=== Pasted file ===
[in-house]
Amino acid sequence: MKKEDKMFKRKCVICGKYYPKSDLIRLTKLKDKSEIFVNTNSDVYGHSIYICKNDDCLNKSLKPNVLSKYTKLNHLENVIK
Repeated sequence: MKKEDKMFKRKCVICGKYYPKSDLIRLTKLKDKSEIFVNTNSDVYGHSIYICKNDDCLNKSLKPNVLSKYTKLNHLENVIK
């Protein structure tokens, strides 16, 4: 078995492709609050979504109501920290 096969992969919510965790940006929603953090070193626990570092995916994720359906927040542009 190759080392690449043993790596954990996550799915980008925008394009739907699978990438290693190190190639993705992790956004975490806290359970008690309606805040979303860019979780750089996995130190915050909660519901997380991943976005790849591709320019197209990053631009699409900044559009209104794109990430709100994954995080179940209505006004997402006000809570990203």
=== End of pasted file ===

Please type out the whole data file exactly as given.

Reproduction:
[in-house]
Amino acid sequence: MKKEDKMFKRKCVICGKYYPKSDLIRLTKLKDKSEIFVNTNSDVYGHSIYICKNDDCLNKSLKPNVLSKYTKLNHLENVIK
Repeated sequence: MKKEDKMFKRKCVICGKYYPKSDLIRLTKLKDKSEIFVNTNSDVYGHSIYICKNDDCLNKSLKPNVLSKYTKLNHLENVIK
């Protein structure tokens, strides 16, 4: 078995492709609050979504109501920290 096969992969919510965790940006929603953090070193626990570092995916994720359906927040542009 190759080392690449043993790596954990996550799915980008925008394009739907699978990438290693190190190639993705992790956004975490806290359970008690309606805040979303860019979780750089996995130190915050909660519901997380991943976005790849591709320019197209990053631009699409900044559009209104794109990430709100994954995080179940209505006004997402006000809570990203």